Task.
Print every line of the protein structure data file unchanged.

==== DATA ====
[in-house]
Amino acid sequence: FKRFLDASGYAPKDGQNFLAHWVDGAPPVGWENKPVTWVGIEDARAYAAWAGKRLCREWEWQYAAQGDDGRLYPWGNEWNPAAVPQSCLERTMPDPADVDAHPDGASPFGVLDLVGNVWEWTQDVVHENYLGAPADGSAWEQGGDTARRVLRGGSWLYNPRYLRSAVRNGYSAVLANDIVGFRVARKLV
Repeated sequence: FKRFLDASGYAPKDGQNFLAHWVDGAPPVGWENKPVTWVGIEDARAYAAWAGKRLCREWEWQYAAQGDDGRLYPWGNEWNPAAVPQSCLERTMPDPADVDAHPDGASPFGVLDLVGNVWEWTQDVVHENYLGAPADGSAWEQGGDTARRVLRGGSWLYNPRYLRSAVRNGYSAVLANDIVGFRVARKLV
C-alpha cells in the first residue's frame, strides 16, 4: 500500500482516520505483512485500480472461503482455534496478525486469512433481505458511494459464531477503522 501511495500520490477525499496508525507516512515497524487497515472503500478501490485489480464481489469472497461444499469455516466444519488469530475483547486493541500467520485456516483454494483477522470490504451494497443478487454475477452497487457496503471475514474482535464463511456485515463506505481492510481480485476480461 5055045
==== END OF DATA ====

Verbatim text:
[in-house]
Amino acid sequence: FKRFLDASGYAPKDGQNFLAHWVDGAPPVGWENKPVTWVGIEDARAYAAWAGKRLCREWEWQYAAQGDDGRLYPWGNEWNPAAVPQSCLERTMPDPADVDAHPDGASPFGVLDLVGNVWEWTQDVVHENYLGAPADGSAWEQGGDTARRVLRGGSWLYNPRYLRSAVRNGYSAVLANDIVGFRVARKLV
Repeated sequence: FKRFLDASGYAPKDGQNFLAHWVDGAPPVGWENKPVTWVGIEDARAYAAWAGKRLCREWEWQYAAQGDDGRLYPWGNEWNPAAVPQSCLERTMPDPADVDAHPDGASPFGVLDLVGNVWEWTQDVVHENYLGAPADGSAWEQGGDTARRVLRGGSWLYNPRYLRSAVRNGYSAVLANDIVGFRVARKLV
C-alpha cells in the first residue's frame, strides 16, 4: 500500500482516520505483512485500480472461503482455534496478525486469512433481505458511494459464531477503522 501511495500520490477525499496508525507516512515497524487497515472503500478501490485489480464481489469472497461444499469455516466444519488469530475483547486493541500467520485456516483454494483477522470490504451494497443478487454475477452497487457496503471475514474482535464463511456485515463506505481492510481480485476480461 5055045